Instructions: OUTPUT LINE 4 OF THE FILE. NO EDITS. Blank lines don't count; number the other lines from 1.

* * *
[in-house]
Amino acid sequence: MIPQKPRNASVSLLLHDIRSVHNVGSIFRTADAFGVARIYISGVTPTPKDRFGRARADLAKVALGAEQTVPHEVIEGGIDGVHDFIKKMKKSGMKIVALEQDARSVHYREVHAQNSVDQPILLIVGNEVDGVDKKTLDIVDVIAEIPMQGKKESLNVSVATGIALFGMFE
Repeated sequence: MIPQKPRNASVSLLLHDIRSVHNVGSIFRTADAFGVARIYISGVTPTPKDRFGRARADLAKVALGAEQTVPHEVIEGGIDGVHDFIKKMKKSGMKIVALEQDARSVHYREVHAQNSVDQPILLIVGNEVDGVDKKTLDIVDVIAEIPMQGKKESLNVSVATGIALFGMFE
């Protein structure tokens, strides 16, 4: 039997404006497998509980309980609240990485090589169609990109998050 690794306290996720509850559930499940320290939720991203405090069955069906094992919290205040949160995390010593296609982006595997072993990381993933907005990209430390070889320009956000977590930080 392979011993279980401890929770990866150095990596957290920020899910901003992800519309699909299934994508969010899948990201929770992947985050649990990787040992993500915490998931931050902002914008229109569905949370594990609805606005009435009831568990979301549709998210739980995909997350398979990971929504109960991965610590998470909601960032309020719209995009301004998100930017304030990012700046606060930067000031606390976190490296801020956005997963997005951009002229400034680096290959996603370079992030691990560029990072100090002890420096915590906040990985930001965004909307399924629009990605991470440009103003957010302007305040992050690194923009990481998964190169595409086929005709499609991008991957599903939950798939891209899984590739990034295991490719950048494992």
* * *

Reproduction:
């Protein structure tokens, strides 16, 4: 039997404006497998509980309980609240990485090589169609990109998050 690794306290996720509850559930499940320290939720991203405090069955069906094992919290205040949160995390010593296609982006595997072993990381993933907005990209430390070889320009956000977590930080 392979011993279980401890929770990866150095990596957290920020899910901003992800519309699909299934994508969010899948990201929770992947985050649990990787040992993500915490998931931050902002914008229109569905949370594990609805606005009435009831568990979301549709998210739980995909997350398979990971929504109960991965610590998470909601960032309020719209995009301004998100930017304030990012700046606060930067000031606390976190490296801020956005997963997005951009002229400034680096290959996603370079992030691990560029990072100090002890420096915590906040990985930001965004909307399924629009990605991470440009103003957010302007305040992050690194923009990481998964190169595409086929005709499609991008991957599903939950798939891209899984590739990034295991490719950048494992």